As stated by your research, mechanical fresh air was only needed <25% of the time during cold weather. You will find during mild weather, home need much more mechanical fresh air.
As a result, I suggest the whole ventilating dehumidifier may be a better choice for most green grass climates for fresh air ventilation and humidity control. A CO2 contoller is a good choice for activating fresh air with either HRV/ERV/VWHD.

Cost is the only problem.
Lowest cost is a new product.
http://www.co2meter.com/collections/...FUvd4AodWmNKsA

Honeywell recently purchased a CA company that make a good adjustable sensor. Keep us posted.
REgards TB

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Originally Posted by shophound
Regarding humidity control; are you wanting to ventilate to reduce humidity? Do you live in a dry climate, year round? Is your house built tightly?
Thanks shophound and teddy bear,

I live in Winnipeg, Manitoba, Canada. It is extremely cold and dry in the winter and VERY humid in the summer, according to this page:
http://atlas.nrcan.gc.ca/auth/englis...976&mag=0.0625

I want to ventilate to reduce humidity, CO2, and VOCs in the air.
The house will be built very tightly- not quite Passivehaus, but Canada's R-2000 style house. R-24 walls including dense cellulose and drywall caulked to the studs, R-60 ceiling, blown cellulose and airtight drywall method with ICI / Glidden Prep & Prime Vapor Barrier primer. We'll seal around all the recessed pot lights with foam, etc.

I'm looking forward to seeing what Honeywell and Peter at http://nlcpr.com/ come up with.

Cheers & thanks,
Danny

5. Originally Posted by scriptures4life
Thanks shophound and teddy bear,

I live in Winnipeg, Manitoba, Canada. It is extremely cold and dry in the winter and VERY humid in the summer, according to this page:
http://atlas.nrcan.gc.ca/auth/englis...976&mag=0.0625

I want to ventilate to reduce humidity, CO2, and VOCs in the air.
The house will be built very tightly- not quite Passivehaus, but Canada's R-2000 style house. R-24 walls including dense cellulose and drywall caulked to the studs, R-60 ceiling, blown cellulose and airtight drywall method with ICI / Glidden Prep & Prime Vapor Barrier primer. We'll seal around all the recessed pot lights with foam, etc.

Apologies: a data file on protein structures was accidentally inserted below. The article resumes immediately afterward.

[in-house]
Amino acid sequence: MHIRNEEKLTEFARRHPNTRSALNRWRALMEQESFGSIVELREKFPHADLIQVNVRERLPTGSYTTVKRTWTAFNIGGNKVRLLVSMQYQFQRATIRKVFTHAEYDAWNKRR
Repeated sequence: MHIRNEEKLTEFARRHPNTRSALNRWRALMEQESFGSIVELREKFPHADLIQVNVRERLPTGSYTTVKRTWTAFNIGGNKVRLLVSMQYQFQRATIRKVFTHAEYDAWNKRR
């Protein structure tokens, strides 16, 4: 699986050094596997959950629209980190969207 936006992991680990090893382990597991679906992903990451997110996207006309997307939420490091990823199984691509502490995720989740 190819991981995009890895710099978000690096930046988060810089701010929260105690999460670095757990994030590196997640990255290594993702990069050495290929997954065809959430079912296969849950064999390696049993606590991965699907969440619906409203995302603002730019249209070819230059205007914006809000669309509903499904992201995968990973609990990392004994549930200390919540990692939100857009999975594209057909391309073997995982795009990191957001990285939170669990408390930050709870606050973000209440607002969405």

I'm looking forward to seeing what Honeywell and Peter at http://nlcpr.com/ come up with.

Cheers & thanks,
Danny
Okay, so we're talking about a house yet to be built. And by what you describe, if it is built correctly it will be a tight house. Tight homes can require dehumidification year round, along with ventilation. In winter you can ventilate through the dehumidifier with outdoor air to purge indoor pollutants and control humidity, carefully modulated. In shoulder seasons and summer your dehumidifier can alternate between ventilating with dehumidification to dehumidifying via recirculating indoor air.

Main concern I might have is the wintertime scenario if you're controlling by CO2...depending on how quickly the ventilator could lower CO2 to acceptable levels, if your outdoor air is very dry it might overdry the house. That would require careful observation to see if that's happening once you get it all set up and running. Being your home will be new construction it will run higher indoor humidity levels for about the first year or so as the construction materials dry out. So this problem might not creep up at first, if ever. In later years it might, however. Just throwing it out there.

6. Honeywell Analytics Gas sensor, and a dehumidistat.

7. The problem that I see with all of the CO2 monitors is they are geared toward commercial building automation systems. There outputs are all 0-10vdc or 4-20mA. Something that can read that output and then do something with it is still requires.

8. Originally Posted by cartercrew
The problem that I see with all of the CO2 monitors is they are geared toward commercial building automation systems. There outputs are all 0-10vdc or 4-20mA. Something that can read that output and then do something with it is still requires.
The E3point is a 24v system, with built in relays. It's an all in one system, not counting the fan/ventilator.

Edit:
whoops. E3point does alot of gases, but not CO2.